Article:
The so-called ‘Right to Repair’ is a consumer grassroots initiative that seeks to allow technology users and consumers the ability to repair, modify, or seek third-party servicing of their electronic devices in a world where the maker of those devices prefers, if not requires, customers to use only their ‘authorized’ services or stores/facilities. From mobile
The so-called ‘Right to Repair’ is a consumer grassroots initiative that seeks to allow technology users and consumers the ability to repair, modify, or seek third-party servicing of their electronic devices in a world where the maker of those devices prefers, if not requires, customers to use only their ‘authorized’ services or stores/facilities. From mobile devices, televisions, and refrigerators to automobiles and farm machinery, this is becoming an increasingly problematic consumer and business issue.
This week, Dr. Avi Rubin from Johns Hopkins University joined me in offering written testimony to the Maryland legislature on this technology policy matter, which has been (slightly) edited for reposting here. As cybersecurity experts with significant industry and academic career experience, we note that vendors often claim that proprietary lock-in (or access) to devices and restricting internal product information about them from public view is necessary to protect users from ‘cybersecurity concerns’. We strongly disagree with that reasoning, finding it both disingenuous and false — but not a totally unexpected approach because it certainly ‘sounds good’ to less knowledgeable audiences and the general public. In our remarks, we challenge this justification by describing the likely real reasons for industry’s opposition to the ‘Right to Repair’ and illustrate in plain terms how such vendor controls present very real problems for consumers and business alike.
“It is our honor and pleasure to offer some insights into a consumer’s ability to repair technology products. The comments expressed in this statement reflect our own views and not necessarily those of UMBC or Johns Hopkins University.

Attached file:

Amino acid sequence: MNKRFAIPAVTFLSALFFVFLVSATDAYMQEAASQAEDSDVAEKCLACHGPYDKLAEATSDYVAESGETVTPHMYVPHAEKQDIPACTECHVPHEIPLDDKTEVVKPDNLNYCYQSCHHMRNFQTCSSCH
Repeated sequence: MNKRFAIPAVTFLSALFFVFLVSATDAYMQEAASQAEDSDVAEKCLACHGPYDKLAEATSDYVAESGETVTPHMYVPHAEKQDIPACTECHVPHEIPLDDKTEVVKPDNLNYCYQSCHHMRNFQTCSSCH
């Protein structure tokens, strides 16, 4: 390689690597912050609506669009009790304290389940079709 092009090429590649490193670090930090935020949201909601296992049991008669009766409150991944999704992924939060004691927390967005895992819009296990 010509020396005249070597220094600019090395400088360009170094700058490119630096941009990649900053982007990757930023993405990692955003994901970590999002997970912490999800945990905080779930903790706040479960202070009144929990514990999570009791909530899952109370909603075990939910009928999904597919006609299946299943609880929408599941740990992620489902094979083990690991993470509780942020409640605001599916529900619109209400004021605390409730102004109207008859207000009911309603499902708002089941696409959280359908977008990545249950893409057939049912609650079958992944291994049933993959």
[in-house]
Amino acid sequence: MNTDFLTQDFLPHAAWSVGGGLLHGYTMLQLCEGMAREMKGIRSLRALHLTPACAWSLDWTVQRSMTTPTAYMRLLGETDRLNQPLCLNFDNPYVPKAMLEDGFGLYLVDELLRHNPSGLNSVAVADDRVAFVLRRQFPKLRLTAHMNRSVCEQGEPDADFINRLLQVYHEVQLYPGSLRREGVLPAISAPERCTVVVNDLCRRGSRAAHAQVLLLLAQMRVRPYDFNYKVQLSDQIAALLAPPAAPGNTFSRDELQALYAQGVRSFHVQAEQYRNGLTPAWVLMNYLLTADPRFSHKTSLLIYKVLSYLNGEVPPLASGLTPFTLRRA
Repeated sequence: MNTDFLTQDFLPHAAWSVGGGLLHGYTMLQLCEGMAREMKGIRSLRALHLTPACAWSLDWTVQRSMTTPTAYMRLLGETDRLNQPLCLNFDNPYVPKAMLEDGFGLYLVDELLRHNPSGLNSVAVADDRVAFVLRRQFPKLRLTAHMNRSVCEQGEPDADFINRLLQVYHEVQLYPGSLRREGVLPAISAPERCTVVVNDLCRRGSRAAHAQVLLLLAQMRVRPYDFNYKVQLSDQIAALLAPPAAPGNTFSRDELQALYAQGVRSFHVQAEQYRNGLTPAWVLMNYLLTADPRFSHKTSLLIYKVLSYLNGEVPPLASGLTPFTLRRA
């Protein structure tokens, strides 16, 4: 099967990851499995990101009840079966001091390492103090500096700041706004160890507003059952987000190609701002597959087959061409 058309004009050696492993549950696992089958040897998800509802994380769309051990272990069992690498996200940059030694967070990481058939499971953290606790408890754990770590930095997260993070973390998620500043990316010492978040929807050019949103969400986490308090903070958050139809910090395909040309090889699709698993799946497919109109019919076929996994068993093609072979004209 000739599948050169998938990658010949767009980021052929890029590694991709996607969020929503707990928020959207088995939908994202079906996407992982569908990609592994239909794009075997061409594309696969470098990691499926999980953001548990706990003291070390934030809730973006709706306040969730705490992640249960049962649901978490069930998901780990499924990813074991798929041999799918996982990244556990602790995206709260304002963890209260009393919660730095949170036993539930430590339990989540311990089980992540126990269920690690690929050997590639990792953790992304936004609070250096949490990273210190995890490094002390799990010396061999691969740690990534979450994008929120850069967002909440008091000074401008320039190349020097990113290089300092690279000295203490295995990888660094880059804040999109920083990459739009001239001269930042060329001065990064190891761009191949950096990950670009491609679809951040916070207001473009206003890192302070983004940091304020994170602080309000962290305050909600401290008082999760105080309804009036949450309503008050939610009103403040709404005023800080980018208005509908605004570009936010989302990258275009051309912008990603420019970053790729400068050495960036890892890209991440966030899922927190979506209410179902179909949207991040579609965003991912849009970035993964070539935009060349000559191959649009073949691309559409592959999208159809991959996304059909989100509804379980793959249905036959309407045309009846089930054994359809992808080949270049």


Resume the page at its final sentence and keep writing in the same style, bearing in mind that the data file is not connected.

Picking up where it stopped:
We are writing to express enthusiastic support for laws that mandate fair access to parts, tools, service information and repair software. This legislation is a common-sense step that among other things, cuts consumer costs and decreases harmful electronic waste. As recognized experts in cybersecurity, we wish to assure you that the provisions of this bill will not put citizens, businesses or public sector organizations at greater risk of cyber attack. If anything, failing to pass it may place them at greater risks, some of which we describe below.
No Cybersecurity Risk In Third-Party Repair
You have been told by manufacturers and industry lobbyists that digital right to repair bills such as the one you are considering creates cybersecurity risks that will lead to hacks, data theft and other undesirable outcomes. In this and other state houses, these industry representatives continue arguing that asking manufacturers to make available to customers the same schematic diagrams and diagnostic tools that they already supply to their authorized repair partners is a security risk that is not worth taking.
We shall be blunt: these claims simply are not true.
How do we know? Let’s state the obvious: because we have no digital “right to repair” today. What we do have is an epidemic of cyberattacks and compromises of connected electronic devices and Internet of Things products. Malicious networks composed of hacked home routers, webcams and other devices, can be linked together to form vast, global networks that become platforms to launch a range of malicious activities such as denial of service attacks and stealing confidential personal or business information. And outside of the Internet of Things (IoT) and cybersecurity, devices like mobile phones, computers, televisions, home appliances, and even cars are becoming increasingly more anti-consumer, essentially transformed into proprietary ‘black boxes’ that only the manufacturer can diagnose and fix things in. Sadly, new cyber incidents, vulnerabilities, and exploits in these devices are reported on an almost weekly basis.